Switzerland Dubugnon, Schumann and Shostakovich: Orchestre de Paris, Khatia Buniatishvili (piano), Paavo Järvi (conductor), Tonhalle, Zurich 28.5.16. (JR)
Dubugnon: Caprice for Orchestra No. 2
Schumann: Piano Concerto
Shostakovich: Symphony No. 6
One forgets that the Orchestre de Paris is still a relatively young orchestra, having been founded in 1967, created by Charles Munch. Munch died soon after its creation and one Herbert von Karajan, no less, stepped in for a couple of years as an interim measure. Solti, Barenboim and Bychkov followed. Eschenbach came next, for ten years, and Paavo Järvi has been at the helm since 2010. His tenure is about to end, Daniel Harding is his replacement as from next season, with Thomas Hengelbrock as Principal Guest. The orchestra cuts a dash in their suave modern tenue, possibly designed by a famous Parisian couturier, though the men do look like a flock (or is it a mass?) of priests.
I heard Swiss composer Richard Dubugnon’s first Caprice for Orchestra at another concert, also sponsored by Migros Kulturprozent Classics, back in October, when the Philharmonia (London) came to Switzerland. Migros aims to foster Swiss composers or soloists in almost every concert, not always an easy task I suspect. In the first caprice I heard nothing individual in Dubugnon’s writing and jotted down names such as Stravinsky and Messaien as I listened. In No. 2 I added Bartók to the list. The work was not unpleasant in any way, but not especially modern, and therefore quite well received; the composer was present which always add to the length of applause. As the short work progressed (Migros had insisted the work should not exceed ten minutes), it improved in terms of interest, there was a loud climax with all six percussionists at full pelt, then a fast string passage, then a thud and it was all over. For Dubugnon, that seemed to be the hallmark of a caprice.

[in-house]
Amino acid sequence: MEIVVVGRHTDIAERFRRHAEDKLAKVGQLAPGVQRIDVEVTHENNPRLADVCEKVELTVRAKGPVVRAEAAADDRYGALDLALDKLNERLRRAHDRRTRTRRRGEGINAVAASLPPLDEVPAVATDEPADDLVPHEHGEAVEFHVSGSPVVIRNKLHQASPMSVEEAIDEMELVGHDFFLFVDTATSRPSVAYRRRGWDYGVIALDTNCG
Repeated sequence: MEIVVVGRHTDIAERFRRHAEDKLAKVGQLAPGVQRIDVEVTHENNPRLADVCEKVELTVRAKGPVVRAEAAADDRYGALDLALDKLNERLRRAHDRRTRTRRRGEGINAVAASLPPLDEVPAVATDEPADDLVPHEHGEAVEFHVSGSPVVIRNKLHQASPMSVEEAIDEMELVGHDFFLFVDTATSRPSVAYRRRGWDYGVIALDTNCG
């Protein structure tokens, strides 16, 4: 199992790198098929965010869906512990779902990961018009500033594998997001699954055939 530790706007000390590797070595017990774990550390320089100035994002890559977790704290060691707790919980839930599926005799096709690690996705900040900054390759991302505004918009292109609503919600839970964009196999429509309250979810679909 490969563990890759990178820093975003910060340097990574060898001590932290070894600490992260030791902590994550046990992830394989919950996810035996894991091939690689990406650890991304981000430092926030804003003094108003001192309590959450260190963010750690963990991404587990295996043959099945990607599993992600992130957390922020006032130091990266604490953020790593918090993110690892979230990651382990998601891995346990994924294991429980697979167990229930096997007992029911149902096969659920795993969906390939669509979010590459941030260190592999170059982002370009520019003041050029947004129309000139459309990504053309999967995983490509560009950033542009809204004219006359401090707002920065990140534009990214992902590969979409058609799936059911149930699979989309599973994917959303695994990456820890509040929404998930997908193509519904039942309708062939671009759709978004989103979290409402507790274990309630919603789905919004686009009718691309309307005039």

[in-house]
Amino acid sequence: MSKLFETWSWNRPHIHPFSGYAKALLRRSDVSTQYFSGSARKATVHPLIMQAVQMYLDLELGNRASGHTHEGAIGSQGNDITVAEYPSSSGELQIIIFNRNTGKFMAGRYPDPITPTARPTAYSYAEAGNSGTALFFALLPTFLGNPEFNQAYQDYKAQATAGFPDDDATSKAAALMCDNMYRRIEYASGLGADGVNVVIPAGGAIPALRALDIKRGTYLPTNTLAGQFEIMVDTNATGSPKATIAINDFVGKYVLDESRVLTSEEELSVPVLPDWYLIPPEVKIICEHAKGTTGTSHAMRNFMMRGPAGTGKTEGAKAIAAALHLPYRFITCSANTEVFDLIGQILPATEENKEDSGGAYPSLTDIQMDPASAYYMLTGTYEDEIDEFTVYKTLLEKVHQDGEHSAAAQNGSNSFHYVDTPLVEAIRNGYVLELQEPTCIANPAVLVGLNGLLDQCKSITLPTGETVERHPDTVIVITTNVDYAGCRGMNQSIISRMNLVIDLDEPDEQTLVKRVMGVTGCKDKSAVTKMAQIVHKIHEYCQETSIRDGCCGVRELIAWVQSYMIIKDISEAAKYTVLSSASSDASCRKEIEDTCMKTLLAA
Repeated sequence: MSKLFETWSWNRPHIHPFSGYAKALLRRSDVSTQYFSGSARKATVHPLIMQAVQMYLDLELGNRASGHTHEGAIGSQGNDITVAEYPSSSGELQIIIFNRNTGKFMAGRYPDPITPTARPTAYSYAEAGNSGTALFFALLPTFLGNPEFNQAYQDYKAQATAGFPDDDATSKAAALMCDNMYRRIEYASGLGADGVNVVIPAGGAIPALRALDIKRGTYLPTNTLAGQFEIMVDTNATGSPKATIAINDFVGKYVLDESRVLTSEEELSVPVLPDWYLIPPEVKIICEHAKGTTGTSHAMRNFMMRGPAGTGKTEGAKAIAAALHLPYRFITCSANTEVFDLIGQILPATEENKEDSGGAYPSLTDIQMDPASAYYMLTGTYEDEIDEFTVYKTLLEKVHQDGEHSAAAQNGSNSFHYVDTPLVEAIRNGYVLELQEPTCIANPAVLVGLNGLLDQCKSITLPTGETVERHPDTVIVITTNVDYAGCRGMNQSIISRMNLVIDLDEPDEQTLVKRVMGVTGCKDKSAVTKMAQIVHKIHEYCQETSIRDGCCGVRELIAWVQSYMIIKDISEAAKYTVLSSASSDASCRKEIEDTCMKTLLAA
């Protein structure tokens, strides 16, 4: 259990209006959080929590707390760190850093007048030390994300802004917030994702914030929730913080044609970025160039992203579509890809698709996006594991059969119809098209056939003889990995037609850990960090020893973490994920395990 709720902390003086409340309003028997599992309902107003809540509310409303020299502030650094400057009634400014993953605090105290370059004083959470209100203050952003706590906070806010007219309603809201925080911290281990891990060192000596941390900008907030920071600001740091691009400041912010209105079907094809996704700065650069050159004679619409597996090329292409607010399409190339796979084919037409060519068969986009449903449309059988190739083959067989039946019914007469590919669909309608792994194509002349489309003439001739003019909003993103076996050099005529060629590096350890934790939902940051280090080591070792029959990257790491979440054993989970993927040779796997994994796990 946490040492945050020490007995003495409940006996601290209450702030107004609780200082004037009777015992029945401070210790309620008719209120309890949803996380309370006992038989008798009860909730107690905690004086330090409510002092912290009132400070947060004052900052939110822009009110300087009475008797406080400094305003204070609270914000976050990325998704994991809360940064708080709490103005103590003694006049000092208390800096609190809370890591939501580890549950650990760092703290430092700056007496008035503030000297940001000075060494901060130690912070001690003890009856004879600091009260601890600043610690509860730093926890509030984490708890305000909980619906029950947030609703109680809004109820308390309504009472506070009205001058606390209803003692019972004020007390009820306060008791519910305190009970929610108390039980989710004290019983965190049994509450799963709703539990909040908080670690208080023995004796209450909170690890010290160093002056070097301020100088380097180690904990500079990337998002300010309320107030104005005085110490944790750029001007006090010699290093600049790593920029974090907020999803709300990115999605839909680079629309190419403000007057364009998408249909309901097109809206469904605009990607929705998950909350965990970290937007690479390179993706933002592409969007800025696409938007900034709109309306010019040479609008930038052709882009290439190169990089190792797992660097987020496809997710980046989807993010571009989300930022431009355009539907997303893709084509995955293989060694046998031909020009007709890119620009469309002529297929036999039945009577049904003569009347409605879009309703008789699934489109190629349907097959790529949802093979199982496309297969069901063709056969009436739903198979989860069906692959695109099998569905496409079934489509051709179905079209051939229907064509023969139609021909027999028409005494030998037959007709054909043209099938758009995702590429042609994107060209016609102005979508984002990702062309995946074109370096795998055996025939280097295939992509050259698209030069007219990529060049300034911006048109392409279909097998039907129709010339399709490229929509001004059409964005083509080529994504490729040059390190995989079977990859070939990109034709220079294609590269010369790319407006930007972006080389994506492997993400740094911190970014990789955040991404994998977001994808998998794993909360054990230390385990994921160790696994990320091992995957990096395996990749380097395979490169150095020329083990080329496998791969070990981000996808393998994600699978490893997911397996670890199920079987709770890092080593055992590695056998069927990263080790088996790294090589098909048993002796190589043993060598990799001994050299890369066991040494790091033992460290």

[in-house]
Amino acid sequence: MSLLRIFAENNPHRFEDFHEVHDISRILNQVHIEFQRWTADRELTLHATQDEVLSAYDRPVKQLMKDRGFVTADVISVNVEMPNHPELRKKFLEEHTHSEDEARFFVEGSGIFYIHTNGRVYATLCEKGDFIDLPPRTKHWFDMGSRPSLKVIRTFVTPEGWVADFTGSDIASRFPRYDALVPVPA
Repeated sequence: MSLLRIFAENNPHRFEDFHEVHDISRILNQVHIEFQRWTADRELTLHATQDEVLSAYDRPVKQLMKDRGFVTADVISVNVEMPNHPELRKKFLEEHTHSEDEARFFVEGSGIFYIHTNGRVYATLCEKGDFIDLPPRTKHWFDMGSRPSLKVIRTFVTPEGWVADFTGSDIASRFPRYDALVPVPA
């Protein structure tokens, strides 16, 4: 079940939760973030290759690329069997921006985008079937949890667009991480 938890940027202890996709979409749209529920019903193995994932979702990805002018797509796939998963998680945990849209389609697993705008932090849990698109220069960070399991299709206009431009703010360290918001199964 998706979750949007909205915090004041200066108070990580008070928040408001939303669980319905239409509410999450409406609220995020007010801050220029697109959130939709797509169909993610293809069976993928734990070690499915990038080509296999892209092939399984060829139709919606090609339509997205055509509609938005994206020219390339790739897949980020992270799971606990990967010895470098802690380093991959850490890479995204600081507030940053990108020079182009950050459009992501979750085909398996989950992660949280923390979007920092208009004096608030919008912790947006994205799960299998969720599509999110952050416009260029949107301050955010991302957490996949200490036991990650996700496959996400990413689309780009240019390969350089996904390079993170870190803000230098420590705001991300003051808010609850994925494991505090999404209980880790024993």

Don’t confuse your Tishvilis: Lisa Batiashvili is the concert violinist, Khatia Buniatishvili is the concert pianist. Both young, both from Georgia. The critics appear to be divided on Miss Buniatishvili; whilst none deny her talent and virtuosity, some feel she takes too many artistic liberties as she deploys speed above all else. Some are reminded, as I was, of the young Martha Argerich. Whichever view you take, there is no denying that she makes a lasting impression. The first movement of the Schumann had to suffer Buniatishvili’s idiosyncratic manner as she pulled about the tempi, not always in synch with the orchestra. The opening bars were explosive and made one sit up: her exuberant temperament was always to the fore, some passages were frighteningly fast, not always to the music’s advantage. The last two movements were more successful. The orchestra (fine clarinet apart) blended into the background. Buniatishvili has been described as a “dervish of the keyboard”, I cannot think of a better description. Some gentle Chopin calmed the nerves, by way of encore.
Shostakovich’s Sixth Symphony has been effectively eclipsed by the popular Fifth (the “Soviet artist’s reponse to just criticism”) and the mighty Seventh (the “Leningrad” written in memory of the lengthy siege of the city by the Nazis). I suspect the main reason for its neglect in the concert hall is the complete absence of a traditional first movement, it launches straight into a bleak slow movement complete with eerie, melancholic woodwind, which does not usually warm any listener to a work. Järvi was visibly and audibly in his element, as an Estonian fully comprehending the effects of Soviet oppression. The Largo brings to mind the opening of the 11th Symphony, except that work explodes into a percussive onslaught. Symphony No. 6 has been aptly and ghoulishly described as a “headless rider”. The symphony’s second and third movements, a sparky Scherzo and a witty and quirky Presto contain much trade-mark Shostakovich and are certainly entertaining but the work has no overwhelming qualities. It did give the orchestra the chance to shine though; there are no audible weaknesses in any section, though the humid evening (inside and outside the hall) gave the woodwind some trouble. (The hall will close next season, probably, for three years allowing for renovation to include new improved air-conditioning).
Paavo Järvi now moves on to concentrate on his new orchestra, the NHK Symphony Orchestra in Japan.
Everyone in the hall (including the members of the orchestra on the stage) enjoyed the encore: Shostakovich’s “Tahiti Trot”, the composer’s orchestration of “Tea for Two” (from the musical “No, no, Nanette”). Apparently Shostakovich was sitting with Soviet conductor Nikolai Malko listening to a recording of the work. Malko bet Shostakovich 100 roubles (50 dollars) that Shostakovich couldn’t orchestrate the song from memory in under an hour. Shostakovich took him up on the challenge and won – taking only 45 minutes. It’s been a popular encore ever since.